Photo taken on June 1, 2022 shows the US Federal Reserve in Washington, DC, the United States. (Xinhua/Liu Jie)
CAIRO, Oct. 2 (Xinhua). has said.
In response to the US Federal Reserve’s (Fed) recent sharp rate hikes, central banks in both developed and developing countries are “drastically raising interest rates, which in some countries have doubled the Fed’s hike, as they try to ease the cost of living crisis.” to cope with,” the Egyptian economist said in an interview with Xinhua.
The Fed has raised interest rates three times so far this year, by 75 basis points, as the United States tries to curb inflation.
After the Russia-Ukraine conflict and the supply chain problem, food and fuel prices have skyrocketed, putting an unprecedented burden on developing countries in fighting inflation and maintaining their dollar reserves, Shafei added.
He expected the Fed to continue raising interest rates, causing more families around the world to suffer the effects of inflation and the difficulty of meeting their daily needs.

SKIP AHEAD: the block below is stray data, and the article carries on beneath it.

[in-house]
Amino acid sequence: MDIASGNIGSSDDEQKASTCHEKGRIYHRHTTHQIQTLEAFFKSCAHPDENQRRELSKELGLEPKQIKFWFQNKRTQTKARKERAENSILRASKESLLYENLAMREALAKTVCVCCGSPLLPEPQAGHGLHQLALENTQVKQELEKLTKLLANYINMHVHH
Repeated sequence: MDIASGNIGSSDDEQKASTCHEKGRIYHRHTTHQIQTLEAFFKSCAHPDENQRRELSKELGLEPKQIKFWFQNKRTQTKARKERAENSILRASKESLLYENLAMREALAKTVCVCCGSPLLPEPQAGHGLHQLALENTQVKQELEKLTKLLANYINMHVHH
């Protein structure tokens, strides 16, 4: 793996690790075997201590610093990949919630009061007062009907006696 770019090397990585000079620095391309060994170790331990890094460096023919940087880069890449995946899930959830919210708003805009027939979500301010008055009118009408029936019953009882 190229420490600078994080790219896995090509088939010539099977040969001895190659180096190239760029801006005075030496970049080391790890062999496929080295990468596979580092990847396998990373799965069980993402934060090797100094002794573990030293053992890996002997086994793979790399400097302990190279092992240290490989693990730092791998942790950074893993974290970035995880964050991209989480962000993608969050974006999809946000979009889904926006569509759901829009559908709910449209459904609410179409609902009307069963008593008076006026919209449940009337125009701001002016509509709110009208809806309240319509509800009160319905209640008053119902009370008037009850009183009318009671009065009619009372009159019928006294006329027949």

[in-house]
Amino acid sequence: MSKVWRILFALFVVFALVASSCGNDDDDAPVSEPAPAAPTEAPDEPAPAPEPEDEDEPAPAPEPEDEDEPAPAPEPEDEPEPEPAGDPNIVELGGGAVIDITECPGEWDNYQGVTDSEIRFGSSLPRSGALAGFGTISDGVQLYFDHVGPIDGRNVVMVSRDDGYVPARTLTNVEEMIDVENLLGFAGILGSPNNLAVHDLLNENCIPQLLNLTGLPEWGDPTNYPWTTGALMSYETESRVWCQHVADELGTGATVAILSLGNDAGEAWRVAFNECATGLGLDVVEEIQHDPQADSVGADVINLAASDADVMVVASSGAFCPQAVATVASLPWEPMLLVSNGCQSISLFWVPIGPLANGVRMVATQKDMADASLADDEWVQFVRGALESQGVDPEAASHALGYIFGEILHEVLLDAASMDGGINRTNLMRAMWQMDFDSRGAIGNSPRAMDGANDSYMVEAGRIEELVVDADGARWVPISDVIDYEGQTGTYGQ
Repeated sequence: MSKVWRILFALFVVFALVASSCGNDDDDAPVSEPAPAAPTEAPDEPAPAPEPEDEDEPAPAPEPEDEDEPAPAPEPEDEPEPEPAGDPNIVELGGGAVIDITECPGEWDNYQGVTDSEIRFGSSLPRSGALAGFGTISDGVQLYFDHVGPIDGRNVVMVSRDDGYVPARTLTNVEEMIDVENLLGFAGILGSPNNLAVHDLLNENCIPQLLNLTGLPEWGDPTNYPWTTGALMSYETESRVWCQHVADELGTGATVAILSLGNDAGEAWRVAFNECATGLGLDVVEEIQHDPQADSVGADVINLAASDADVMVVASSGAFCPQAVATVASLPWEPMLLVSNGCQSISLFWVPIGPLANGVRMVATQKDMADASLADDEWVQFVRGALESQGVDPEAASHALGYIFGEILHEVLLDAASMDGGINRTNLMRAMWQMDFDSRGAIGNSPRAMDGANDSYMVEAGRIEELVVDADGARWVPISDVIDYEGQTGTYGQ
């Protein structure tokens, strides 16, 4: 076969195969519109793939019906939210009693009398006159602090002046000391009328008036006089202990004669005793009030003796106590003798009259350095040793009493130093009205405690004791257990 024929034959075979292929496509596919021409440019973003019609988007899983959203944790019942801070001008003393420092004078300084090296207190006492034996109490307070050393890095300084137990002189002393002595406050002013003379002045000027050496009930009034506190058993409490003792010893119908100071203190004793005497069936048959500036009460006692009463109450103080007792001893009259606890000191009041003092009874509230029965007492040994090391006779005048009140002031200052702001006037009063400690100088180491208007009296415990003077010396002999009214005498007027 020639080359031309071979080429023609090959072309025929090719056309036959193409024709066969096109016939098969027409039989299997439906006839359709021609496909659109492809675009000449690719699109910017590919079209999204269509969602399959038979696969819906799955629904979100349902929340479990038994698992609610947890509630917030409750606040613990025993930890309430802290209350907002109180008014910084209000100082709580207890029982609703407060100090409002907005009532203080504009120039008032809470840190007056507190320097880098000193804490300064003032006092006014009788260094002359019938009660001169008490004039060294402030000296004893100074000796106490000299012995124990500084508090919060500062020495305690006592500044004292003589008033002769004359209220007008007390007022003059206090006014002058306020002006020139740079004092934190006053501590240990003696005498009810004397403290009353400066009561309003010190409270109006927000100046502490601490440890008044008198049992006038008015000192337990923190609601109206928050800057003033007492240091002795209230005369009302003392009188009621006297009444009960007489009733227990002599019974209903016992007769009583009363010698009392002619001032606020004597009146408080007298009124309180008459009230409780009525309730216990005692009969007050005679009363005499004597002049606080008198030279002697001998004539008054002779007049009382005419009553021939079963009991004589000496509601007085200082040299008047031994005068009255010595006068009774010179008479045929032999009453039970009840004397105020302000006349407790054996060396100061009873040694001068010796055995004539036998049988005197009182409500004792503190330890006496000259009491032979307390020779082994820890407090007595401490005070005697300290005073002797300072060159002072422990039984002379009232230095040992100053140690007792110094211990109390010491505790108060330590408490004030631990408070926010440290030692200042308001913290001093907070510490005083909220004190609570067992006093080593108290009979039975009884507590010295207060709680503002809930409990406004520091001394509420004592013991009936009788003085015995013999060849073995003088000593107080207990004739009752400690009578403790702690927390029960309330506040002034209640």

“The problem is that the US dollar is the world’s base currency and countries are now suffering from a shortage of the American currency and increasing its value against their local currencies,” Shafei said, adding that many countries are taking steps to improve to mitigate the impact of the appreciation of the dollar.
A woman buys groceries at a food truck in New York, the United States, May 11, 2022. (Credit: Xinhua/Wang Ying)
He emphasized that the Fed’s decisions have negatively impacted all countries in the world, especially developing countries, as the Fed’s rate hike often triggers capital outflows from these countries.
The international economy is only a few steps away from stagflation due to the Russia-Ukraine conflict, energy shortages and rising prices, and the US Federal Reserve’s interest rate hikes are only making the situation worse, Shafei added.
About $22 billion in investments have left Egypt since March this year, Egypt’s Finance Minister Mohamed Maait said last month.
“Egypt is now struggling to make new plans to deal with such a crisis,” Shafei said, referring to the Egyptian central bank’s recent interest rate fix to attract investment in the country, whose economy is struggling with the impact COVID-19 and other disruptions.
Rising interest rates mean an increase in production costs in developing countries, forcing investors to borrow at higher costs, which in turn will further push up commodity prices, the expert added. ■